IDEAS home Printed from https://ideas.repec.org/p/not/notcdx/2005-16.html
   My bibliography  Save this paper

Can intertemporal choice experiments elicit time preferences for consumption?

Author

Listed:
  • Robin Cubitt

    () (School of Economics, University of Nottingham)

  • Daniel Read

    () (Durham Business School, University of Durham)

Abstract

The paper considers the problems of interpreting subjects’ responses to laboratory intertemporal choice and matching tasks that arise from (i) the existence of capital markets outside the laboratory; (ii) the distinction between observable income and unobservable consumption. It distinguishes between three approaches to these problems that are identifiable in the literature: the straightforward view; the separation view; and the censored data view. It shows that none of these is fully satisfactory and discusses the resulting implications for intertemporal decision-making experiments.

Suggested Citation

  • Robin Cubitt & Daniel Read, 2005. "Can intertemporal choice experiments elicit time preferences for consumption?," Discussion Papers 2005-16, The Centre for Decision Research and Experimental Economics, School of Economics, University of Nottingham.
  • Handle: RePEc:not:notcdx:2005-16
    as

    Download full text from publisher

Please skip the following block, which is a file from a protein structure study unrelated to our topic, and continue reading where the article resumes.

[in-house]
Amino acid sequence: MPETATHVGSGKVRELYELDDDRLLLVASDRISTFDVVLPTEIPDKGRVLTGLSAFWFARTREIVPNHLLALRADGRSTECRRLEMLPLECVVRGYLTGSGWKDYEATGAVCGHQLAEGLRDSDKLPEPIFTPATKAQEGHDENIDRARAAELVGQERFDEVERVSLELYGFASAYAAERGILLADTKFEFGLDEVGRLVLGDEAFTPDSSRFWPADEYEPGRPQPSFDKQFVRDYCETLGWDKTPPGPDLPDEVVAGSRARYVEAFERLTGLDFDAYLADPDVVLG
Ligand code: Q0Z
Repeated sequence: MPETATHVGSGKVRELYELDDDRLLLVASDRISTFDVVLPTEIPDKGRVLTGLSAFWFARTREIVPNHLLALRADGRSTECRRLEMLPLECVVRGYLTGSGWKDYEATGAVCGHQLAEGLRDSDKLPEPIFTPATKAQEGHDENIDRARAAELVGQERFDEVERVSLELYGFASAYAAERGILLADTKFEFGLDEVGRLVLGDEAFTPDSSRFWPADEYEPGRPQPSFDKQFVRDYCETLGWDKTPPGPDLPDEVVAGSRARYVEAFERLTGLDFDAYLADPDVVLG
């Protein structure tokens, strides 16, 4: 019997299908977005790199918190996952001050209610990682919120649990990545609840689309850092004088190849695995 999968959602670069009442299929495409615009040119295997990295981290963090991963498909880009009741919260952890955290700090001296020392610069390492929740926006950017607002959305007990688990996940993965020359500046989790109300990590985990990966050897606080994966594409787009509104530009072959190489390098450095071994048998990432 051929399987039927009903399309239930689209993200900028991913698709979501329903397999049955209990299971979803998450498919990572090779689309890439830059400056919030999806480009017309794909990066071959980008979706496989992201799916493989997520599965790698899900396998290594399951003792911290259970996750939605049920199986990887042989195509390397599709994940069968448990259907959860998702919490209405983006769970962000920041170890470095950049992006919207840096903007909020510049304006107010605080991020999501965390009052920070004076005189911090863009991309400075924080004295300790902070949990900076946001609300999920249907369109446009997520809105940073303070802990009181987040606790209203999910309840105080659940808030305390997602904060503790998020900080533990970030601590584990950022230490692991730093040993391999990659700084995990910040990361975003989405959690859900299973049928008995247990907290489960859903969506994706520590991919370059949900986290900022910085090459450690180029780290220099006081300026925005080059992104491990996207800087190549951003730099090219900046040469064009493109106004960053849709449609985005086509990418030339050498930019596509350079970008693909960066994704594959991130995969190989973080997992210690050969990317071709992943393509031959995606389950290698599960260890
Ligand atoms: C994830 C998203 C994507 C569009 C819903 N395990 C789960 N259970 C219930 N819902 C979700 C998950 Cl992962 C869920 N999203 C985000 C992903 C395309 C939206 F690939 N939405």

To our knowledge, this item is not available for download. To find whether it is available, there are three options:
    1. Check below whether another version of this item is available online.
    2. Check on the provider's web page whether it is in fact available.
    3. Perform a search for a similarly titled item that would be available.

    Other versions of this item:

    References listed on IDEAS

    as
    1. Robert Sugden, 2004. "The Opportunity Criterion: Consumer Sovereignty Without the Assumption of Coherent Preferences," American Economic Review, American Economic Association, vol. 94(4), pages 1014-1033, September.
    2. Pender, John L., 1996. "Discount rates and credit markets: Theory and evidence from rural india," Journal of Development Economics, Elsevier, vol. 50(2), pages 257-296, August.
    3. Glenn W. Harrison & Ronald M. Harstad & E. Elisabet Rutstr–m, 2004. "Experimental Methods and Elicitation of Values," Experimental Economics, Springer;Economic Science Association, vol. 7(2), pages 123-140, June.
    4. Steffen Andersen & Glenn W. Harrison & Morten I. Lau & E. Elisabet Rutström, 2008. "Eliciting Risk and Time Preferences," Econometrica, Econometric Society, vol. 76(3), pages 583-618, May.
    5. Shane Frederick & George Loewenstein & Ted O'Donoghue, 2002. "Time Discounting and Time Preference: A Critical Review," Journal of Economic Literature, American Economic Association, vol. 40(2), pages 351-401, June.
    6. Tversky, Amos & Slovic, Paul & Kahneman, Daniel, 1990. "The Causes of Preference Reversal," American Economic Review, American Economic Association, vol. 80(1), pages 204-217, March.
    7. Thaler, Richard, 1981. "Some empirical evidence on dynamic inconsistency," Economics Letters, Elsevier, vol. 8(3), pages 201-207.